New Regional Study Reveals Major Challenges and Opportunities for Chicagoland Food and Beverage Manufacturers

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IMEC, local partners and business leadership creating cluster initiative to make Chicagoland global hub of food manufacturing

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the time is right to more deliberately focus on Chicagoland’s food cluster and develop collaborative efforts to support its growth

The Chicagoland food manufacturing industry represents a massive part of the regional economy, offering major opportunities for inclusive economic growth, as detailed in the "Chicagoland FOOD" report published August 19, by RW Ventures and IMEC. Extensive analysis and input from scores of food firms and industry stakeholders highlights dramatic changes underway in the food industry – such as rapidly changing consumer tastes, complex new food safety regulations and aging workforces requiring skill upgrades – that are threatening the viability and growth of the region’s food firms. Efforts are underway by the leadership of food firms and the business community to collaboratively grow the food industry, and help it capitalize on emerging product areas, changing industry dynamics, and opportunities for inclusive growth.

Chicago’s food processing and packaging industry is the second largest in the nation, second only to Los Angeles. Approximately 4,500 firms make up the region’s food cluster, accounting for 130,000 employees and $32 billion in sales (see “Food Cluster Snapshot”). Chicago’s food and beverage manufacturers are among the most productive in the nation, but their advantage has been slipping recently, suggesting that these firms would benefit from collaborative efforts to provide new technology, business services, workforce training, finance and other support to seize on significant growth opportunities.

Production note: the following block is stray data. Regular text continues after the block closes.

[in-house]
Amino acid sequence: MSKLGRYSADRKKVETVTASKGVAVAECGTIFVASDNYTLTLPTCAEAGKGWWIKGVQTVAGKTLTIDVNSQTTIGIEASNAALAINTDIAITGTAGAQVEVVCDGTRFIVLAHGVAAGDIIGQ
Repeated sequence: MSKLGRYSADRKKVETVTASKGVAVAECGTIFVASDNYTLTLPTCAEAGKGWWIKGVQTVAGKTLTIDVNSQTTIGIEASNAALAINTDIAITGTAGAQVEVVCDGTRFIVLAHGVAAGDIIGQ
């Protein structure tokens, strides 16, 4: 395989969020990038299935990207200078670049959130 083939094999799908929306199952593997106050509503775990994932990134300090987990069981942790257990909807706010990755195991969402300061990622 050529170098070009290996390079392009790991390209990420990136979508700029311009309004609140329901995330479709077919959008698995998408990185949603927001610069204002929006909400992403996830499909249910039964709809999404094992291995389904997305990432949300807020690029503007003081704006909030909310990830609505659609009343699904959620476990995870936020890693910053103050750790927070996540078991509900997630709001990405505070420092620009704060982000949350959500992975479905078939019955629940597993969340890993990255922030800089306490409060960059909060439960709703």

Emerging product areas are opening new markets for manufacturers, especially for small and medium-sized entereprises. Manufacturers are adjusting to changing consumer tastes by producing healthy and convenient foods, while responding to growing demand for local and sustainable products. Additionally, increasingly diverse demographics in the region and across the nation, and consumers’ expanding palates, are driving the growing variety of ethnic foods, blended flavors, and indulgence options in today’s food marketplace.

Changing industry dynamics, particularly around regulatory, technological, and workforce-related issues, are challenging firm operations and begging for coordinated responses. Food safety and regulatory changes such as the federal Food Safety Modernization Act (FSMA) are heightening requirements that firms must meet to minimize risks of foodborne illnesses. Some 71% of businesses surveyed in 2013 expected the new FSMA rules to impact their operations, but nearly half were unsure how. These same manufacturers may also be uncertain how to manage changes in technology and innovation. New processing and packaging technologies (such as self-heating cans and packaging that can indicate product freshness) present openings for firms to develop new product lines or improve productivity and efficiency, but firms report difficulty in harnessing these opportunities. Furthermore, both regulatory and technology changes impact the industry’s workforce, requiring upskilling and incumbent worker training to adjust to these trends.